With words alone, Bob Marazzani can paint a detailed picture of life in old Martinez, the city where he was born and raised. His tales are absolutely vivid – full, rich, and colorful. A fixture in Martinez history, he draws parallels to Mayberry of The Andy Griffith Show, and his stories reveal so much more depth to our quiet city tucked among the hills and along the riverbank.
I met Bob because we are both ardent supporters of the efforts to preserve the Historic Contra Costa County Jail. If I am an avid supporter, Bob is passionate. He abhors what he sees as the slow but continual erosion of the city he loves. Over the years historic buildings, like the 1903 Historic Jail, have fallen victim to what has been deemed progress. He has seen a lot and is not certain it meets his definition of progress, but the potential loss of the Jail has spurred Bob to action.
The Old Jail, you see, holds a special place in Bob’s heart. There was a time many years back that, as a very young and high-spirited man, Bob found himself in residence there a time or two. Looking back, the aging but sturdy bars left him with more than a passing appreciation for the legal system and the impressive structure itself. Having survived his youthful exuberance, Bob reflects warmly on his experiences in the Old Jail. His stories are at once intriguing and apt to make you smile, if not laugh outright.
Bob can tell you about the time he and a fellow inmate took advantage of their kitchen assignment to “cook up” some serious fire water. Or how he, as a trustee, was regularly allowed to leave and run the jail’s errands about town – maybe stopping for a candy bar his way back. No one ever doubted that he would return “home” to jail. Bob might spin the tale of how his father, Geno, sought to remedy his son’s culinary deprivation during lock up – with “contraband” homemade Italian food.
Bob has nothing but good things to say about the Sheriff and his deputies who operated the Jail in his time. They were good people, he says of each and every one. Inmates were treated with respect, afforded their dignity, and managed fairly. For the most part, Bob and his fellow detainees did their time in relative peace. But there’s always that one time, right? If you run into Bob, ask him about the time a couple inmates attempted a jail break.
The architectural and historical treasure that is Contra Costa’s 1903 County Jail stands today, greeting visitors who exit the County Administration building on Pine Street. Its Vermont Granite exterior, as rough-hewn as the characters who would occupy its interior, is at once imposing and comforting. We are reminded that the Jail was built not only to keep the errant within, but also to let its public feel safe. It was constructed to be strong and, at the ripe age of 118 years, it seems there is little room to doubt its ability to continue in service.
In recent years the Contra Costa County Board of Supervisors voted to remove the Historic 1903 Jail and its 1944 Annex from the County’s inventory by way of demolition. Thereafter the Architectural Preservation Foundation of Contra Costa County (APFCCC) formed to preserve this National Historic Registry treasure. The County’s Supervisors stayed the wrecking ball and agreed to work with the APF toward preservation. The building’s future, however, is once again uncertain.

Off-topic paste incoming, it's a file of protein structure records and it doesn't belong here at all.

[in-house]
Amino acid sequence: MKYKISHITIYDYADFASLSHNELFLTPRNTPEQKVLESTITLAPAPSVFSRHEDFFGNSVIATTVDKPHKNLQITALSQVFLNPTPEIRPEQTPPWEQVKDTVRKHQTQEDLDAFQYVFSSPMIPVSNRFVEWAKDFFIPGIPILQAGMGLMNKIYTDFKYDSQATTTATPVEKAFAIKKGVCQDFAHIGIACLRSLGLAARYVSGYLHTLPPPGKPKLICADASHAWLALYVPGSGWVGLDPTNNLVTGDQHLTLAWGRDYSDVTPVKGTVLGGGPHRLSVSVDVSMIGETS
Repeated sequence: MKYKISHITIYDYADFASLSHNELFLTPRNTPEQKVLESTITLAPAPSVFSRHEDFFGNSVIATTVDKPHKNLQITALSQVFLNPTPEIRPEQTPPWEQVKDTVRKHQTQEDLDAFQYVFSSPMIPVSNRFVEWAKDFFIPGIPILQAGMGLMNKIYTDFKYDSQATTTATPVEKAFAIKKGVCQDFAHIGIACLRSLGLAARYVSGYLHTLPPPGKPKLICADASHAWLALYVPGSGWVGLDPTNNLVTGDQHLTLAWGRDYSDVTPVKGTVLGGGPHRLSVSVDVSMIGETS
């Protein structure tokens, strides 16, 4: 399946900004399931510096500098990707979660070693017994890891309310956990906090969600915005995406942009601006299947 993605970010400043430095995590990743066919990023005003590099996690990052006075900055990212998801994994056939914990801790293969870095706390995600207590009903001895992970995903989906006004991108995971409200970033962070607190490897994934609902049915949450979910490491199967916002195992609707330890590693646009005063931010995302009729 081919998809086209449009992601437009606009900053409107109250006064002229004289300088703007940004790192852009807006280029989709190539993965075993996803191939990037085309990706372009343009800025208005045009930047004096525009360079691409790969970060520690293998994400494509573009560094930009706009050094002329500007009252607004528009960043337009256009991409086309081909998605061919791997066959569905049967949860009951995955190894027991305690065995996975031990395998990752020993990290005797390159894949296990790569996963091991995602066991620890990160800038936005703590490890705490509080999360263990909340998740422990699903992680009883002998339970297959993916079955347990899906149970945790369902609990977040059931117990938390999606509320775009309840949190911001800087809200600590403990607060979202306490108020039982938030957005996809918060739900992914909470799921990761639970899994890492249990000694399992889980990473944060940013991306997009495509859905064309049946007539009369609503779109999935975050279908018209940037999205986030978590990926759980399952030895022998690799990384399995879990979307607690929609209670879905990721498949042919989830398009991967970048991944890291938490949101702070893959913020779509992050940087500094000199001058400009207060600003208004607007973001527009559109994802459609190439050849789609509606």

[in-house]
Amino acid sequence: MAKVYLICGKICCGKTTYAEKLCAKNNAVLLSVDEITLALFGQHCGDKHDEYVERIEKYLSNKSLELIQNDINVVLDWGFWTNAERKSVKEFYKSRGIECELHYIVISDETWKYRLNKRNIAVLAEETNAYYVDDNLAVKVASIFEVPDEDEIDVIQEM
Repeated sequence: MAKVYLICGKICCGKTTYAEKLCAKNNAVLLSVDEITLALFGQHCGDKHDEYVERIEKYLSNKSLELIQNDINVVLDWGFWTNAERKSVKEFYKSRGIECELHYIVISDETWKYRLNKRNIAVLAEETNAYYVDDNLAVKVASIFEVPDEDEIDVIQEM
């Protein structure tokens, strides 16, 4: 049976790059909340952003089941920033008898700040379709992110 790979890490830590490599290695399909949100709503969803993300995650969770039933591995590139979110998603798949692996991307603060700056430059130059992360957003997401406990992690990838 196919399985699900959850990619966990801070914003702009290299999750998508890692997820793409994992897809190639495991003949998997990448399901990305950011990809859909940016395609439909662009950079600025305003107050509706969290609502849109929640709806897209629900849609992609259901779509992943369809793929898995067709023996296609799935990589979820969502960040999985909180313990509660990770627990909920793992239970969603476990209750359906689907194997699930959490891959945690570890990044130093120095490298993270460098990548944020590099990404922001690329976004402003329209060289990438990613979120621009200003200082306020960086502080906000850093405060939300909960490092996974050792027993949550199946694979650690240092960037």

Recently the County’s representatives abruptly halted preservation endeavors. The APFCCC had been working with the County, the City of Martinez and a historic property developer on a plan to save the Jail. The parties met, conferred, and developed a viable plan for preservation. Until last week, it appeared that there were just a few terms and a cost remaining to be resolved. Then the County abruptly shut down negotiations. In brief correspondence, the City of Martinez was given notice without warning or explanation. Discussion of demolishing the Historic Jail will be heard by the Board of Supervisors on Tuesday, February 9 at 9:00 a.m.
This unsettles long-time residents, history lovers, and those with an interest in preserving our past. People like Bob Marazzani.
These days Bob is settled, having enjoyed a full and law-abiding life, Bob wants to see the Historic Jail and its Annex repurposed and given a new life as well. He believes there are many ways that this structure can continue to serve the local population and descendants of citizens whose taxes paid for its creation. The jail is a part of Bob’s history, but he also sees it as a monument to good days gone by. Simpler times, when people scratched out a life in this small town and could appreciate their existence.
He hopes, as do many others who share his sentiments, that our elected governance can appreciate the edifice for both what it has been and can yet be to the community. The 1903 County Jail is an example of outstanding craftsmanship that has endured more than a century. It boasts a unique character that is rich in historic details. The jail is a part of Contra Costa’s cultural legacy, and may yet serve its public once again. Those of us who share Bob’s vision certainly hope the jail will, once again, contribute to the Jail’s preservation by offering comments before the Board of Supervisors at its meeting on Tuesday, February 9, 2021.
– Annette Avila Nunez
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